Pheromones found in a mother's milk may be critical to helping her newborn adjust to its environment. A new study of rabbits shows that pups learn to recognize novel odors only when these odors are associated with a chemical cue that typically signals food and warmth.
Learning about the world by sense of smell is common among infants of many mammalian species. Human babies, for example, show interest in whatever foods their mothers eat when nursing because the foods' aromas are passed on through breast milk. Scientists don't understand, however, just how newborn infants learn to identify these additional smells.
Neuroethologist Gerard Coureaud of Centre National de la Recherche Scientifique, in Dijon, France, and his colleagues wondered if rabbit pups expand their horizons via the mammary pheromone, a pheromone in rabbit milk known to attract the blind tots to their mums. When the researchers exposed 2-day-old rabbit pups to two new odorants, the pups didn't react to either. But when the team repeated the experiment--this time after first introducing the same two chemicals with the mammary pheromone--the pups immediately started moving towards the source of the smells. Their behavior was identical to the way they search for their mother's nipples, the team reports online 10 October in Current Biology.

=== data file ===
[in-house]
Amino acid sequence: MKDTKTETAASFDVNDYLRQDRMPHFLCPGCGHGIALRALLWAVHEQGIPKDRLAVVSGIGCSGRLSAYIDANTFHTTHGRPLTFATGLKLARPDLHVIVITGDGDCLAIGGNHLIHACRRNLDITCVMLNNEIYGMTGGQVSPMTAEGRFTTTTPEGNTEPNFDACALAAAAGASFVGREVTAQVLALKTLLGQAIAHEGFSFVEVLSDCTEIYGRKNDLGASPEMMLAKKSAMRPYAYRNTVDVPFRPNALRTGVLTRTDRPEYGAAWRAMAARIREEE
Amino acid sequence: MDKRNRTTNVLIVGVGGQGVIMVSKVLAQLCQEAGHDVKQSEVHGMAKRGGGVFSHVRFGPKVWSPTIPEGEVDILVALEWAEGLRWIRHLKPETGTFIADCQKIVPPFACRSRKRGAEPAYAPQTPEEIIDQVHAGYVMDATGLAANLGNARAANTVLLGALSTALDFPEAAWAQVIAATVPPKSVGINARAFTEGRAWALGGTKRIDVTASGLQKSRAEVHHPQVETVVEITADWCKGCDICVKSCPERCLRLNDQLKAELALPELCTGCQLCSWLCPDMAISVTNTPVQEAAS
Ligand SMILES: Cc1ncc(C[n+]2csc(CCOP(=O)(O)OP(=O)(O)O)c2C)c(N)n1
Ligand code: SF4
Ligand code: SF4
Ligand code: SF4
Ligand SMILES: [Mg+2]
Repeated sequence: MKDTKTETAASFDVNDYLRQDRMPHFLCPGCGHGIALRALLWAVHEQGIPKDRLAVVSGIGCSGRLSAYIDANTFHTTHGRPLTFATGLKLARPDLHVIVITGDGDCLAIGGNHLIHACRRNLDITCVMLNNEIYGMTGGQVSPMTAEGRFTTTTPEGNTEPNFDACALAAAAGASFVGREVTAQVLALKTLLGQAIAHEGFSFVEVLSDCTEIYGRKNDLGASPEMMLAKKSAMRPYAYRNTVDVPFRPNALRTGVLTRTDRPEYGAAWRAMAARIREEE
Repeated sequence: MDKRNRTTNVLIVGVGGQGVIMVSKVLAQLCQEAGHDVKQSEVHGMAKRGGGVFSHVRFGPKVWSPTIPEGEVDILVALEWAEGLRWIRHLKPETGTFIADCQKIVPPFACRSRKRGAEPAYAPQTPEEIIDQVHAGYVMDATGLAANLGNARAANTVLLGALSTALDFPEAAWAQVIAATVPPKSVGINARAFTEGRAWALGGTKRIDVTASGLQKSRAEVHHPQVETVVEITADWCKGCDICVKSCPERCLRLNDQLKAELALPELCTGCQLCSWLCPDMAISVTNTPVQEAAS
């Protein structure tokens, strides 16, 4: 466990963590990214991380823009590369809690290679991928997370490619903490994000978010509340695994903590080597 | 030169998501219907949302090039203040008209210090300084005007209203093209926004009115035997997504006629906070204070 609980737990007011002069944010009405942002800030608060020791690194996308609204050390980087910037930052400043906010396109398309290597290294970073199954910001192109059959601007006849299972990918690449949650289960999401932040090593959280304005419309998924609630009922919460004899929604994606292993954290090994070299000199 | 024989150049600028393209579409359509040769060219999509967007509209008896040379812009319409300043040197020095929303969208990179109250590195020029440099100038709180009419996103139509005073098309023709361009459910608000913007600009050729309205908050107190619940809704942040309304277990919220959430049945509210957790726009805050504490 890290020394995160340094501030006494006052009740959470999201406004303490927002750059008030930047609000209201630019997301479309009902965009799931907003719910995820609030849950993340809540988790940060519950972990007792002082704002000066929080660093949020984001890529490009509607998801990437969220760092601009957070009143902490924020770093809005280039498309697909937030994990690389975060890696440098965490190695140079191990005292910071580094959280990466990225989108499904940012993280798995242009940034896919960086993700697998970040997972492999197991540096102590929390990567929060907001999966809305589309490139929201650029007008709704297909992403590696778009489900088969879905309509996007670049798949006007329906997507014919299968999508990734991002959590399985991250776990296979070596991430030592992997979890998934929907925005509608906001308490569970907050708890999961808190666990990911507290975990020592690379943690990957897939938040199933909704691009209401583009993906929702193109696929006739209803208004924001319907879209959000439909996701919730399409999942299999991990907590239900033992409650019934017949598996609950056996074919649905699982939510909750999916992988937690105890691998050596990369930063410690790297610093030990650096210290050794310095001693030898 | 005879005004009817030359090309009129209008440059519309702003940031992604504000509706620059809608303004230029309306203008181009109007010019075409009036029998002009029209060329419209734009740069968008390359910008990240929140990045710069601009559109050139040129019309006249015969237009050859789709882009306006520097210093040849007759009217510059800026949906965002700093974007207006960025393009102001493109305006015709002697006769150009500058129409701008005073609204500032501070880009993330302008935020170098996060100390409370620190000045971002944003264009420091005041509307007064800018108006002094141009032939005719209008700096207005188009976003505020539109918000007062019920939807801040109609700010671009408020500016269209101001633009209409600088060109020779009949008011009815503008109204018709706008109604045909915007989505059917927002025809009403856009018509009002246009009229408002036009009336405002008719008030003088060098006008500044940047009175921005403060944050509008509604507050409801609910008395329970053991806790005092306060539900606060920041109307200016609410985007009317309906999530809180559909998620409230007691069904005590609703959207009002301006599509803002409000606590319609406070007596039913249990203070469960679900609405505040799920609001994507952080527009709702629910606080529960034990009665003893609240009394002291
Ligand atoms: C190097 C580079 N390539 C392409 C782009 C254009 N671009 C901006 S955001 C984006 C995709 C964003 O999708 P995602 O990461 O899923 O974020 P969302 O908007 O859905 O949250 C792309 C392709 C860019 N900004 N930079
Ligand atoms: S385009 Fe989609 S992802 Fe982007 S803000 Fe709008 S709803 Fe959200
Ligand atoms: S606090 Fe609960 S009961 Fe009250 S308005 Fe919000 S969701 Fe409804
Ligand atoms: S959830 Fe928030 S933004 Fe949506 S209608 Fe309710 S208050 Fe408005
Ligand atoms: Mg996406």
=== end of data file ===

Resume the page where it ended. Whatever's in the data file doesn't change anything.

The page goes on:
This study demonstrates, for the first time, that the mammary pheromone helps pups learn other odorants, says neuropsychologist Peter Brunjes of University of Virginia in Charlottesville. "From an evolutionary point of view, this [kind of learning] is a really cool thing," he says. That's because by the time the young rabbits venture out of their nests on their own, they must use the smells they learned from their mother to find food and shelter. Coureaud says that future work is needed to address whether this phenomenon occurs in other mammals.